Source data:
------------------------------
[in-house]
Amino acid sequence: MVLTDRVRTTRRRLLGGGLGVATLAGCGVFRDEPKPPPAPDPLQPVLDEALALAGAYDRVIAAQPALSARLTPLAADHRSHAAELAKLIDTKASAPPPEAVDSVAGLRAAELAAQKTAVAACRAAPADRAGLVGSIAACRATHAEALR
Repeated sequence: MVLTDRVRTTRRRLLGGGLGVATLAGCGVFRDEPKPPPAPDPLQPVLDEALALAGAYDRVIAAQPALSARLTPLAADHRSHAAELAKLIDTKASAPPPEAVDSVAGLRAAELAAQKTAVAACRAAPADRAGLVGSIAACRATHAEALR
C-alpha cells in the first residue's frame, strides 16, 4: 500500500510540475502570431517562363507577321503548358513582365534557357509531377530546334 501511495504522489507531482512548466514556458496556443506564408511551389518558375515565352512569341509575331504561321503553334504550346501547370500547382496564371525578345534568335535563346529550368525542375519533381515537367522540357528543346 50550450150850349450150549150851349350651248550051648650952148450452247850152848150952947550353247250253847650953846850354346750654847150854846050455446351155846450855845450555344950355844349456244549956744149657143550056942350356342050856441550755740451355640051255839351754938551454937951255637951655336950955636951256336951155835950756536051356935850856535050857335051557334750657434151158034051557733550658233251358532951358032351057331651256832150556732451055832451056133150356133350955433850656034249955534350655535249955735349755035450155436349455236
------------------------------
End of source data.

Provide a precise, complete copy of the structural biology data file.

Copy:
[in-house]
Amino acid sequence: MVLTDRVRTTRRRLLGGGLGVATLAGCGVFRDEPKPPPAPDPLQPVLDEALALAGAYDRVIAAQPALSARLTPLAADHRSHAAELAKLIDTKASAPPPEAVDSVAGLRAAELAAQKTAVAACRAAPADRAGLVGSIAACRATHAEALR
Repeated sequence: MVLTDRVRTTRRRLLGGGLGVATLAGCGVFRDEPKPPPAPDPLQPVLDEALALAGAYDRVIAAQPALSARLTPLAADHRSHAAELAKLIDTKASAPPPEAVDSVAGLRAAELAAQKTAVAACRAAPADRAGLVGSIAACRATHAEALR
C-alpha cells in the first residue's frame, strides 16, 4: 500500500510540475502570431517562363507577321503548358513582365534557357509531377530546334 501511495504522489507531482512548466514556458496556443506564408511551389518558375515565352512569341509575331504561321503553334504550346501547370500547382496564371525578345534568335535563346529550368525542375519533381515537367522540357528543346 50550450150850349450150549150851349350651248550051648650952148450452247850152848150952947550353247250253847650953846850354346750654847150854846050455446351155846450855845450555344950355844349456244549956744149657143550056942350356342050856441550755740451355640051255839351754938551454937951255637951655336950955636951256336951155835950756536051356935850856535050857335051557334750657434151158034051557733550658233251358532951358032351057331651256832150556732451055832451056133150356133350955433850656034249955534350655535249955735349755035450155436349455236